To the relief of many in the Canadian business community, in a surprise last minute move the Federal Government issued an Order-in-Council on June 7 effectively shelving the private right of action under Canada’s anti-spam legislation (CASL) for the foreseeable future.
The June 7th Order-in-Council repealed paragraph (c) of the 2013 Order-in-Council that set July 1, 2017, as the date on which the private right of action would come into force. In a news release, Innovation, Science and Economic Development Canada stated that “Canadians deserve an effective law that protects them from spam and other electronic threats that lead to harassment, identity theft and fraud. At the same time, Canadian businesses, charities and non-profit groups should not have to bear the burden of unnecessary red tape and costs to comply with the legislation.” However, the matter is far from over, as the government has stated that it will ask a parliamentary committee to review the legislation.
Under the private right of action, any private litigant can sue for a breach of any or all of sections 6 – 9 of CASL, the “electronic address harvesting” provisions of the Personal Information Protection and Electronic Documents Act (PIPEDA), and the provisions of the Competition Act dealing with false/misleading representations in electronic messages, no matter how minor, and can claim statutory damages in additional to compensatory damages.
The statutory damages available under the private right of action are significant and cumulative, potentially reaching $1 million per day for each “contravention” of the anti-spam provisions of CASL. In addition, contravention of the CASL prohibitions on network traffic redirection and spyware carry $1 million per day in damages. CASL also allows litigants to claim similar levels of damages for certain breaches of PIPEDA and the Competition Act, as well as damages for aiding and abetting. Not only are the potential statutory damages under CASL astronomical, the private right of action in CASL may have a retrospective application.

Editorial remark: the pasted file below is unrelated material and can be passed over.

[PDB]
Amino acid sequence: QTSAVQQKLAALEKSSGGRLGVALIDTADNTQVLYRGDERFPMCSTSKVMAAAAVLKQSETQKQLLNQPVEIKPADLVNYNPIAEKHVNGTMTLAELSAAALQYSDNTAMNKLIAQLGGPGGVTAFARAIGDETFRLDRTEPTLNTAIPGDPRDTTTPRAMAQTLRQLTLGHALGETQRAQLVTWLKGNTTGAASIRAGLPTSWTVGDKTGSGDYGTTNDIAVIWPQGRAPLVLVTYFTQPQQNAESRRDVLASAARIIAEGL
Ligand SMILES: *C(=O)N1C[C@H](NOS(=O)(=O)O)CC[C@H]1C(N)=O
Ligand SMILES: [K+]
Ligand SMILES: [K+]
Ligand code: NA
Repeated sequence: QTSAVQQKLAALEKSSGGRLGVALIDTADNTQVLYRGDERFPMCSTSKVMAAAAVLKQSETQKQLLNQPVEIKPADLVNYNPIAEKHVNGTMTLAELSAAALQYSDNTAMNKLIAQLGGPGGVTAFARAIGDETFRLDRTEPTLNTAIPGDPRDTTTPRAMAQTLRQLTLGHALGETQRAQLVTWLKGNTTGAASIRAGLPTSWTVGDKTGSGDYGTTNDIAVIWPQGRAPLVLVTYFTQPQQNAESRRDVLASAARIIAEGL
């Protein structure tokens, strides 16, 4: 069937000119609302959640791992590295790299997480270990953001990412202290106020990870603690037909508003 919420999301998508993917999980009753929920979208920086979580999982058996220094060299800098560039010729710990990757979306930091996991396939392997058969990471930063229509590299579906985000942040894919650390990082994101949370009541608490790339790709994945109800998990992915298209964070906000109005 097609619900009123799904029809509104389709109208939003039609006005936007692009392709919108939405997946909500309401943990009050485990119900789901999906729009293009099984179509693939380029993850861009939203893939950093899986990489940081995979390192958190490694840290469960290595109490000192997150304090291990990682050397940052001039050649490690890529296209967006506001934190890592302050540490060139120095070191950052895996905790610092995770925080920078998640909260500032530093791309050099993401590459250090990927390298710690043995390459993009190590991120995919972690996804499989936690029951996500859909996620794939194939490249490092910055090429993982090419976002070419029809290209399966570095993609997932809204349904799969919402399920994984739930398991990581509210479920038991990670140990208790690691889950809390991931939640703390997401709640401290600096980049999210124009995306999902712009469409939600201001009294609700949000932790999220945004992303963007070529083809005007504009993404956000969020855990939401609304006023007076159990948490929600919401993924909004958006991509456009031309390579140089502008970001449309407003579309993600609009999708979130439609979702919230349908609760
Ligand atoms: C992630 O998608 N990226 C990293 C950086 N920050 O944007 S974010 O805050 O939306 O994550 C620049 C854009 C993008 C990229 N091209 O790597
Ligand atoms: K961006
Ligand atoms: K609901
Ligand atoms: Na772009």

While this suspension of the private right of action is welcome news, businesses need to be mindful that the balance of CASL still remains in effect and subject to oversight of the CRTC, the Office of the Privacy Commissioner and the Competition Bureau. The regulatory regime still provides for significant “administrative monetary penalties” for non-compliance.
The three year transitional period under CASL comes to a close on July 1, 2017. After that date, senders of commercial electronic messages can no longer rely on existing business relationships and existing non-business relationships that pre-dated CASL’s enactment on July 1, 2014. After July 1, 2017, senders will need express, fully informed, opt-in consents to send emails and other forms of commercial electronic communications to those message recipients unless an exception or one of the very specific and detailed forms of implied consent applies.
CASL is a technical statute and achieving compliance is often a confusing exercise. We will continue to keep our readers updated on significant developments as they occur.